Evgenia Ginzburg’s harrowing memoir of her experience in Soviet prisons and camps during the 1930’s is a powerful and compelling read. She relates the story of her arrest, trial, life in a series of prisons culminating in two years of (supposedly) solitary confinement in Yaroslavl, then her transport to some of the most notorious camps of the Gulag – Magaden, Kolyma. The prose is clear and vivid and the book is, for such an unpleasant subject, highly readable and engrossing. Ginzburg’s quick portraits of the interrogators and jailers as well as her fellow prisoners are sharply drawn. She highlights the absurdity and brutality of the system, but there are occasional flashes of happiness and laughter as well as small and large generosities that often prove life-saving. Ginzburg repeatedly finds strength and comfort in literature and poetry as well. Highly recommended and a must-read for anyone interested in the topic.

Ginzburg was an academic living in the provincial town of Kazan with a highly-placed husband, two sons and a happy family. After the assassination of Kirov, another professor was accused of forming a counterrevolutionary unit and Ginzburg was swept up in the circle of arrests. She was sentenced to ten years of solitary imprisonment but ended up serving 18 in prisons and camps of the Gulag. She covers the years leading up to her arrest and the first few years in the system in Journey Into the Whirlwind, the first part of her memoir.

She often had good luck as she notes throughout the book – one would have to in order to survive – but initially, she was fortunate in several ways. Suspicion fell on her before 1937 – the notorious year of the Great Terror – so she never solely blamed Yezhov, the head of the NKVD, and was disillusioned early on with Stalin. She would see some who still believed in him while eking out a life of misery in the camps. Still, she had some hope for the system –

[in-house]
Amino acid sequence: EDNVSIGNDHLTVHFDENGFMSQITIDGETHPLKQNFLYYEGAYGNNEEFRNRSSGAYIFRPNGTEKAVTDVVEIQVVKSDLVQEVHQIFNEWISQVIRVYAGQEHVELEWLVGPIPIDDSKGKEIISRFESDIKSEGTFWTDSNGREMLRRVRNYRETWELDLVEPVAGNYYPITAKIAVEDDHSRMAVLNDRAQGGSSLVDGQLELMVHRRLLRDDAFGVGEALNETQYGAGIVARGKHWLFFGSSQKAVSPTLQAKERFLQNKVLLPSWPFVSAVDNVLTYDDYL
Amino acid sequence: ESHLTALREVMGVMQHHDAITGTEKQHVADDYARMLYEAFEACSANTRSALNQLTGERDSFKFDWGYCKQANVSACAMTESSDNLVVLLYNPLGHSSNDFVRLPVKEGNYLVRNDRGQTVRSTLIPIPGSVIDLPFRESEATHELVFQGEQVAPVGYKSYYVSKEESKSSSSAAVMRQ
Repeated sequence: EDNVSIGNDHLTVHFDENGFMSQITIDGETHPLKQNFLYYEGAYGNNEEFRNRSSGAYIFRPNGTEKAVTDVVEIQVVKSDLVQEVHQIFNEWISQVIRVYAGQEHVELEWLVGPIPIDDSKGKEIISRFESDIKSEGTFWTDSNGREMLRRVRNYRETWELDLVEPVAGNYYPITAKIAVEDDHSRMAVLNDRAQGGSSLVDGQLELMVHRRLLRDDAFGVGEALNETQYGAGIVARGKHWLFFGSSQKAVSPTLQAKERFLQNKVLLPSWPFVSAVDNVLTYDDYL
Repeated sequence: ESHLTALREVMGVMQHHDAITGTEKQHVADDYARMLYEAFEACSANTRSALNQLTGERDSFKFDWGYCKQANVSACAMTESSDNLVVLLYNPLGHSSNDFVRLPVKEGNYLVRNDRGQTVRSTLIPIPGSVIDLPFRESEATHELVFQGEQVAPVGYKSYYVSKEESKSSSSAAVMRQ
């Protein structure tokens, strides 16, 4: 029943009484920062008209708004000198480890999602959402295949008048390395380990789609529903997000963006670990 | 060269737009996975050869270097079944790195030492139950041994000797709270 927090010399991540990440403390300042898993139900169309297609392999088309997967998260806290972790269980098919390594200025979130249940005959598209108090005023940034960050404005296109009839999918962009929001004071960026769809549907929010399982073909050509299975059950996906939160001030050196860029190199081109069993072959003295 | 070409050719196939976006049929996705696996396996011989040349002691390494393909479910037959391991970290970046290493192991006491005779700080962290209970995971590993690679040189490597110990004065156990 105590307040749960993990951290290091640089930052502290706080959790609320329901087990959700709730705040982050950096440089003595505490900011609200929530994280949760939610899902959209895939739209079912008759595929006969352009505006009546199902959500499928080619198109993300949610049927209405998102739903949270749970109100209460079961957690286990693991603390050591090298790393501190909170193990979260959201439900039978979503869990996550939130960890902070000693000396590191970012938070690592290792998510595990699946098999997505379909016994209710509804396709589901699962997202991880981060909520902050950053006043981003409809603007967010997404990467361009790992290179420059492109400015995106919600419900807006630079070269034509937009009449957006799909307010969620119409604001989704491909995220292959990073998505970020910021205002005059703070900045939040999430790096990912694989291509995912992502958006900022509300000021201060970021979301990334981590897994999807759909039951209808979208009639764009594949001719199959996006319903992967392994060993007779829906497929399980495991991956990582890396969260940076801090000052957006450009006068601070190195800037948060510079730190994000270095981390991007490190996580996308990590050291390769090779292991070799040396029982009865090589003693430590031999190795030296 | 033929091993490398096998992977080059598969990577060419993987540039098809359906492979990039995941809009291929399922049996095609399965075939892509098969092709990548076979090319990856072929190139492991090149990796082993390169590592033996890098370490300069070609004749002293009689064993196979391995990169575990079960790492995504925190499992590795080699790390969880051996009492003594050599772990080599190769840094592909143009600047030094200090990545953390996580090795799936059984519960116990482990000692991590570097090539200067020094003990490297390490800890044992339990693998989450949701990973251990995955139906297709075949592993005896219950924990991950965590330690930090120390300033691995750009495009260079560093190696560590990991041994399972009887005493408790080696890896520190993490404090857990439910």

“Even now – we asked ourselves – after all that has happened to us, would we vote for any other than the Soviet system, which seemed as much a part of us as our hearts and as natural to us as breathing? Everything I had in the world – the thousands of books I had read, memories of my youth, the very endurance which was now keeping me from going under – all this had been give me by the Soviet system, and the revolution which had transformed my world when I was a child. How exciting life had been and how gloriously everything had begun! What in God’s name had happened to us all?”

Her case was closed before new regulations allowed for torture so she was spared that experience during her interrogation. In her first prison in Kazan, Ginzburg had a caring and kind cellmate so she would later try to act in a similar manner. The atmosphere in several holding prisons was congenial and Ginzburg describes a wide variety of imprisoned women. There are the German and Italian Communists who fled Hitler and Mussolini and make her feel ashamed of the way they were treated by the Soviets; the experienced prisoners/Bolshevik boogeymen, the Social Revolutionaries and Mensheviks, who are kind but concerned about associating with the enemy; the cheerful “babblers” – women who told a joke about Stalin, know what they did and are lucky to “only” be serving 5 years; and the Communists who still believe they were only mistakenly arrested and are disgusted by the other women. Ginzburg describes many examples of people who receive their comeuppance – people who betrayed her, her interrogators, members of the NKVD. Though she describes a couple instances where she spitefully lashes out, in the end these are just murky and unhappy examples of a system cannibalizing its people.